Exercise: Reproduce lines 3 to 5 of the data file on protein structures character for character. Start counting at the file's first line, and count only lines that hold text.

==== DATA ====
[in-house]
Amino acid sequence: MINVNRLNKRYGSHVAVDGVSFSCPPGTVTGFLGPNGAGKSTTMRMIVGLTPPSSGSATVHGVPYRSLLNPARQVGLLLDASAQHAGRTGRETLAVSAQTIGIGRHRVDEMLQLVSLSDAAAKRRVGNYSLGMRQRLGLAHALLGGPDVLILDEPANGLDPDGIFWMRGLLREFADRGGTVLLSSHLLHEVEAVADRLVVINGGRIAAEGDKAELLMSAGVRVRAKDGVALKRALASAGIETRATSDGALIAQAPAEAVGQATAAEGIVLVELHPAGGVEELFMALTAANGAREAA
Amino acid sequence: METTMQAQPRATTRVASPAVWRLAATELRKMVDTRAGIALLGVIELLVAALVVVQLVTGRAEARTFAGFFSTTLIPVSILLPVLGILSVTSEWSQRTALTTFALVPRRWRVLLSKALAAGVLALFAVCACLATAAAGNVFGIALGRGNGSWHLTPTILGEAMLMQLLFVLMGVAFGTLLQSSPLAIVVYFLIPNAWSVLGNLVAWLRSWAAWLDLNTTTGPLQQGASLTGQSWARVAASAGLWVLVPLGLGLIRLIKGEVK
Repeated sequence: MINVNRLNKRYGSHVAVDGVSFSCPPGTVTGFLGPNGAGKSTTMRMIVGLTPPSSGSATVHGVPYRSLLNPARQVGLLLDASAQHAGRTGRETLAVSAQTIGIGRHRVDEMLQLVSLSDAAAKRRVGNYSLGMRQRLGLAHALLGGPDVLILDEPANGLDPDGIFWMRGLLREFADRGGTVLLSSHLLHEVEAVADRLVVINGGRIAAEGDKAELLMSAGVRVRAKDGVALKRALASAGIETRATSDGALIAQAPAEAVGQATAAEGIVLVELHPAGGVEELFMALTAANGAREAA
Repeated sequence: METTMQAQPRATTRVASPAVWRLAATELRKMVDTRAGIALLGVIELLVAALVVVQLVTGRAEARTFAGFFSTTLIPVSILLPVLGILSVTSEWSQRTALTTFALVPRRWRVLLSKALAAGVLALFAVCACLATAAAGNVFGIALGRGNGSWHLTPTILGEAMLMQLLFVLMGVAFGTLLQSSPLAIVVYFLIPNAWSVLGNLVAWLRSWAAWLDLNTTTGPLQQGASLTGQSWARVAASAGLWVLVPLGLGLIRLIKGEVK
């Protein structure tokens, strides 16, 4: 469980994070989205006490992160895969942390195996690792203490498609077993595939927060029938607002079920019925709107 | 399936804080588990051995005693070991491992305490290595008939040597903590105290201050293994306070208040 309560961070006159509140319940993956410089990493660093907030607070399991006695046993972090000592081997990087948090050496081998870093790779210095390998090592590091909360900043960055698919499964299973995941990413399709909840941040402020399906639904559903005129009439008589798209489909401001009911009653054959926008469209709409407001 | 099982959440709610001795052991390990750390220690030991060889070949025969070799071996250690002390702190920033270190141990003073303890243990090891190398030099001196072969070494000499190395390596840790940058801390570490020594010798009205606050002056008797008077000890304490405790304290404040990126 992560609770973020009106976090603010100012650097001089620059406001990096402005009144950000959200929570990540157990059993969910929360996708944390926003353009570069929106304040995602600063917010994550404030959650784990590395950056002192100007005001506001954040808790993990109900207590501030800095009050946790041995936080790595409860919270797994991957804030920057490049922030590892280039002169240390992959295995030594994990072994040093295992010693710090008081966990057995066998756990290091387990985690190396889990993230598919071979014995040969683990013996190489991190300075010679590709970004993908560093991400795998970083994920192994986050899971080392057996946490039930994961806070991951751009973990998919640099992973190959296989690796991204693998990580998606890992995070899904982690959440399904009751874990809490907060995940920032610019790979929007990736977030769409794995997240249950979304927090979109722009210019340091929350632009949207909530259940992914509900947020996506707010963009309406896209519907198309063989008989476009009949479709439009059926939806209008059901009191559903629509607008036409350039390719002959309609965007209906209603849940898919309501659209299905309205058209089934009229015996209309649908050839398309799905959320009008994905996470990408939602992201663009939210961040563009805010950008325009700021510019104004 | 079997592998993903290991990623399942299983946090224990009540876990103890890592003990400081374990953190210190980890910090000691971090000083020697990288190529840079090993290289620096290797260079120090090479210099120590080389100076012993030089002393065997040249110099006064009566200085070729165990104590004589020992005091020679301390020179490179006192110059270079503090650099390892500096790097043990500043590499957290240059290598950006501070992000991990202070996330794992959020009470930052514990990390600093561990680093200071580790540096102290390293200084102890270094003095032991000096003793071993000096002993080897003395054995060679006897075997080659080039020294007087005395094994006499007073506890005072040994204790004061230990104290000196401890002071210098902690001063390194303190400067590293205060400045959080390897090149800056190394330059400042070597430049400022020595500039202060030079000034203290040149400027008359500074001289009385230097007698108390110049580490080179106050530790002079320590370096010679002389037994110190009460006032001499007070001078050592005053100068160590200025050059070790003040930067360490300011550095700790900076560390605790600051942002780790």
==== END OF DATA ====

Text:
Amino acid sequence: METTMQAQPRATTRVASPAVWRLAATELRKMVDTRAGIALLGVIELLVAALVVVQLVTGRAEARTFAGFFSTTLIPVSILLPVLGILSVTSEWSQRTALTTFALVPRRWRVLLSKALAAGVLALFAVCACLATAAAGNVFGIALGRGNGSWHLTPTILGEAMLMQLLFVLMGVAFGTLLQSSPLAIVVYFLIPNAWSVLGNLVAWLRSWAAWLDLNTTTGPLQQGASLTGQSWARVAASAGLWVLVPLGLGLIRLIKGEVK
Repeated sequence: MINVNRLNKRYGSHVAVDGVSFSCPPGTVTGFLGPNGAGKSTTMRMIVGLTPPSSGSATVHGVPYRSLLNPARQVGLLLDASAQHAGRTGRETLAVSAQTIGIGRHRVDEMLQLVSLSDAAAKRRVGNYSLGMRQRLGLAHALLGGPDVLILDEPANGLDPDGIFWMRGLLREFADRGGTVLLSSHLLHEVEAVADRLVVINGGRIAAEGDKAELLMSAGVRVRAKDGVALKRALASAGIETRATSDGALIAQAPAEAVGQATAAEGIVLVELHPAGGVEELFMALTAANGAREAA
Repeated sequence: METTMQAQPRATTRVASPAVWRLAATELRKMVDTRAGIALLGVIELLVAALVVVQLVTGRAEARTFAGFFSTTLIPVSILLPVLGILSVTSEWSQRTALTTFALVPRRWRVLLSKALAAGVLALFAVCACLATAAAGNVFGIALGRGNGSWHLTPTILGEAMLMQLLFVLMGVAFGTLLQSSPLAIVVYFLIPNAWSVLGNLVAWLRSWAAWLDLNTTTGPLQQGASLTGQSWARVAASAGLWVLVPLGLGLIRLIKGEVK